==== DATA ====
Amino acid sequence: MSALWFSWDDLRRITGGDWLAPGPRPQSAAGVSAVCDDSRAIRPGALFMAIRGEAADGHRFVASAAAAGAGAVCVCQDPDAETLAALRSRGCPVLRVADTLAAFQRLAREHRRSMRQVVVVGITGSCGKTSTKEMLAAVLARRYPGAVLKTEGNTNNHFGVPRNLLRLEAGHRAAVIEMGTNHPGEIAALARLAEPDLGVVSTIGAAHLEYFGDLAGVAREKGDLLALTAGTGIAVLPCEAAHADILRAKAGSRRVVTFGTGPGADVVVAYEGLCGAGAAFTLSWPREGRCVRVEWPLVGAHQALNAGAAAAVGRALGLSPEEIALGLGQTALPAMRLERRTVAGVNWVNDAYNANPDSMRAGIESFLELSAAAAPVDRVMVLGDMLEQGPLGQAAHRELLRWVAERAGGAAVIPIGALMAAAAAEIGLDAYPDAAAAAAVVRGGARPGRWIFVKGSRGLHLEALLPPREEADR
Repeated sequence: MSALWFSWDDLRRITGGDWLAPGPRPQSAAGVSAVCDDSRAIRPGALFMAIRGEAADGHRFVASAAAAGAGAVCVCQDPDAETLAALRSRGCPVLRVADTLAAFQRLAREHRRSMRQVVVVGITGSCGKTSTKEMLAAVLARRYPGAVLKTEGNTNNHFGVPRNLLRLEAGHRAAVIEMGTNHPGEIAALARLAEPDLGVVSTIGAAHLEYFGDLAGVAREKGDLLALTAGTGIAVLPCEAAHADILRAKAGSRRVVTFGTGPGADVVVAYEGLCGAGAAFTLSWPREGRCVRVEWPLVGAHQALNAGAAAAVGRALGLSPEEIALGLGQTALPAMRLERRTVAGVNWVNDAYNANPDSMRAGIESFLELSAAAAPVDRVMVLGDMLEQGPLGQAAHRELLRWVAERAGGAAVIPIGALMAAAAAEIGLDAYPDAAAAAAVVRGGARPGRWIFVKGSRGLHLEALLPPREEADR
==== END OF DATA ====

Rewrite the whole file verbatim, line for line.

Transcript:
Amino acid sequence: MSALWFSWDDLRRITGGDWLAPGPRPQSAAGVSAVCDDSRAIRPGALFMAIRGEAADGHRFVASAAAAGAGAVCVCQDPDAETLAALRSRGCPVLRVADTLAAFQRLAREHRRSMRQVVVVGITGSCGKTSTKEMLAAVLARRYPGAVLKTEGNTNNHFGVPRNLLRLEAGHRAAVIEMGTNHPGEIAALARLAEPDLGVVSTIGAAHLEYFGDLAGVAREKGDLLALTAGTGIAVLPCEAAHADILRAKAGSRRVVTFGTGPGADVVVAYEGLCGAGAAFTLSWPREGRCVRVEWPLVGAHQALNAGAAAAVGRALGLSPEEIALGLGQTALPAMRLERRTVAGVNWVNDAYNANPDSMRAGIESFLELSAAAAPVDRVMVLGDMLEQGPLGQAAHRELLRWVAERAGGAAVIPIGALMAAAAAEIGLDAYPDAAAAAAVVRGGARPGRWIFVKGSRGLHLEALLPPREEADR
Repeated sequence: MSALWFSWDDLRRITGGDWLAPGPRPQSAAGVSAVCDDSRAIRPGALFMAIRGEAADGHRFVASAAAAGAGAVCVCQDPDAETLAALRSRGCPVLRVADTLAAFQRLAREHRRSMRQVVVVGITGSCGKTSTKEMLAAVLARRYPGAVLKTEGNTNNHFGVPRNLLRLEAGHRAAVIEMGTNHPGEIAALARLAEPDLGVVSTIGAAHLEYFGDLAGVAREKGDLLALTAGTGIAVLPCEAAHADILRAKAGSRRVVTFGTGPGADVVVAYEGLCGAGAAFTLSWPREGRCVRVEWPLVGAHQALNAGAAAAVGRALGLSPEEIALGLGQTALPAMRLERRTVAGVNWVNDAYNANPDSMRAGIESFLELSAAAAPVDRVMVLGDMLEQGPLGQAAHRELLRWVAERAGGAAVIPIGALMAAAAAEIGLDAYPDAAAAAAVVRGGARPGRWIFVKGSRGLHLEALLPPREEADR